The IAB/PwC Invalid Traffic Benchmarks (IVT) were based on market-level aggregate data collected by PwC from third-party measurement vendors Comscore, Integral Ad Science (IAS) and Moat. The definition of invalid relates to material not seen by a human and includes general invalid traffic via bots, spiders, crawlers, as well more sophisticated invalid traffic such as hijacked devices, ad tags or creative, malware and misappropriated content.
The results showed that more than 97% of desktop inventory was classed as valid human traffic (compared to 96% in 2016) as was 98% of mobile (compared to 96% in 2016).
Video inventory, monitored for the first time in the second wave, stood at more than 98%.
The IAB also noted that the amount of inventory being monitored by the three vendors significantly increased during the second wave, indicating additional reduction in invalid traffic.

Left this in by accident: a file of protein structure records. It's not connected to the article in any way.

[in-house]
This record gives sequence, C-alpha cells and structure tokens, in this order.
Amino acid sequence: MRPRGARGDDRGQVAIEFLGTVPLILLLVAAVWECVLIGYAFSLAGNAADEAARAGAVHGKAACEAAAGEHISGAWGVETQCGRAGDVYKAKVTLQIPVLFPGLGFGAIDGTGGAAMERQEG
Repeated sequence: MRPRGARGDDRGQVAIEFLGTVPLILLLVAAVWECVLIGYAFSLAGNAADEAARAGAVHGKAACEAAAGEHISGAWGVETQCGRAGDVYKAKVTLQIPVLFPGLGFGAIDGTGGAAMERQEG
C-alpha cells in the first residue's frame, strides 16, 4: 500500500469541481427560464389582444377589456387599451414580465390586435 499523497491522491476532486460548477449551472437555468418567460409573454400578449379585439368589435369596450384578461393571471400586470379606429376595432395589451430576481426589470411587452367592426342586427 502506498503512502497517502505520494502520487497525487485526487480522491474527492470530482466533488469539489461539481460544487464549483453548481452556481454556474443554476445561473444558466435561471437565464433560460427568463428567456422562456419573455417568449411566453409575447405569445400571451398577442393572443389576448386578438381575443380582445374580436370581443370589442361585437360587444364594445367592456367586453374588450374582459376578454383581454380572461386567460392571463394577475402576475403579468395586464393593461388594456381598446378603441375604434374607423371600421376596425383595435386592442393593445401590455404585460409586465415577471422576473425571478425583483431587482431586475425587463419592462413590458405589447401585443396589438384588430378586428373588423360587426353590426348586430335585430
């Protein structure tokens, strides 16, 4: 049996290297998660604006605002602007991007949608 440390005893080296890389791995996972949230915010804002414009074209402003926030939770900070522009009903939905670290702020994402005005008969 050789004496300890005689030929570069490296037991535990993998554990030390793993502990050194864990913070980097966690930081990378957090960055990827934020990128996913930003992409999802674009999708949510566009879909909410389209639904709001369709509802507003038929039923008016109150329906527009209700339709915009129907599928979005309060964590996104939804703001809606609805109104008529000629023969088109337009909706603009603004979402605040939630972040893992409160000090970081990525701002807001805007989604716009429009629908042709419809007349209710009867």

More specifically, the proportion of desktop inventory that was invalid had fallen from 3.7% in the period from July to September 2016 to 2.4% in the period October 2016 to March 2017.
For mobile, the movement was even bigger, from 3.8% to 1.3%. Video, measured for the first time, stood at 1.4%.
We “encourage all marketers to genuinely understand IVT and ad fraud for their brand and their market,” urged Vijay Solanki, CEO of IAB Australia. “Don't listen to vague conjecture but get into the details and the data.”
That includes appreciating that invalid traffic does not automatically indicate ad fraud – which costs the Australian market an estimated $116m a year, over half via fraudulent traffic.
Data sourced from IAB Australia, Ad News; additional content by WARC staff